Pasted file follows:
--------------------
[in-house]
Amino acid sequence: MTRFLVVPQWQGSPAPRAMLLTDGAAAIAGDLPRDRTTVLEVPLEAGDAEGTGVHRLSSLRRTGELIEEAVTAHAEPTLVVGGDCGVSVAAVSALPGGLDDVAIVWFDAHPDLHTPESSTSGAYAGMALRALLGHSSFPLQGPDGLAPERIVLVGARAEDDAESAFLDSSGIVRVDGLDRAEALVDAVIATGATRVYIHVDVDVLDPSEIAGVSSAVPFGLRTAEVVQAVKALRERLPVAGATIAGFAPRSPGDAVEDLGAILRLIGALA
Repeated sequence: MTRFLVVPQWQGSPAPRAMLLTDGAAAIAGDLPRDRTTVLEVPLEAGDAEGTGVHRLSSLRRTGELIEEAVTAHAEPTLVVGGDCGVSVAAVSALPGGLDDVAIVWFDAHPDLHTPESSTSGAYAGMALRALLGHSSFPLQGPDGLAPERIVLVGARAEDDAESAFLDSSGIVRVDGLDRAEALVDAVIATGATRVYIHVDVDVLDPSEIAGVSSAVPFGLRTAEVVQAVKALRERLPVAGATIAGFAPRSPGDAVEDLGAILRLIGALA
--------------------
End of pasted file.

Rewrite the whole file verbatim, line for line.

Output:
[in-house]
Amino acid sequence: MTRFLVVPQWQGSPAPRAMLLTDGAAAIAGDLPRDRTTVLEVPLEAGDAEGTGVHRLSSLRRTGELIEEAVTAHAEPTLVVGGDCGVSVAAVSALPGGLDDVAIVWFDAHPDLHTPESSTSGAYAGMALRALLGHSSFPLQGPDGLAPERIVLVGARAEDDAESAFLDSSGIVRVDGLDRAEALVDAVIATGATRVYIHVDVDVLDPSEIAGVSSAVPFGLRTAEVVQAVKALRERLPVAGATIAGFAPRSPGDAVEDLGAILRLIGALA
Repeated sequence: MTRFLVVPQWQGSPAPRAMLLTDGAAAIAGDLPRDRTTVLEVPLEAGDAEGTGVHRLSSLRRTGELIEEAVTAHAEPTLVVGGDCGVSVAAVSALPGGLDDVAIVWFDAHPDLHTPESSTSGAYAGMALRALLGHSSFPLQGPDGLAPERIVLVGARAEDDAESAFLDSSGIVRVDGLDRAEALVDAVIATGATRVYIHVDVDVLDPSEIAGVSSAVPFGLRTAEVVQAVKALRERLPVAGATIAGFAPRSPGDAVEDLGAILRLIGALA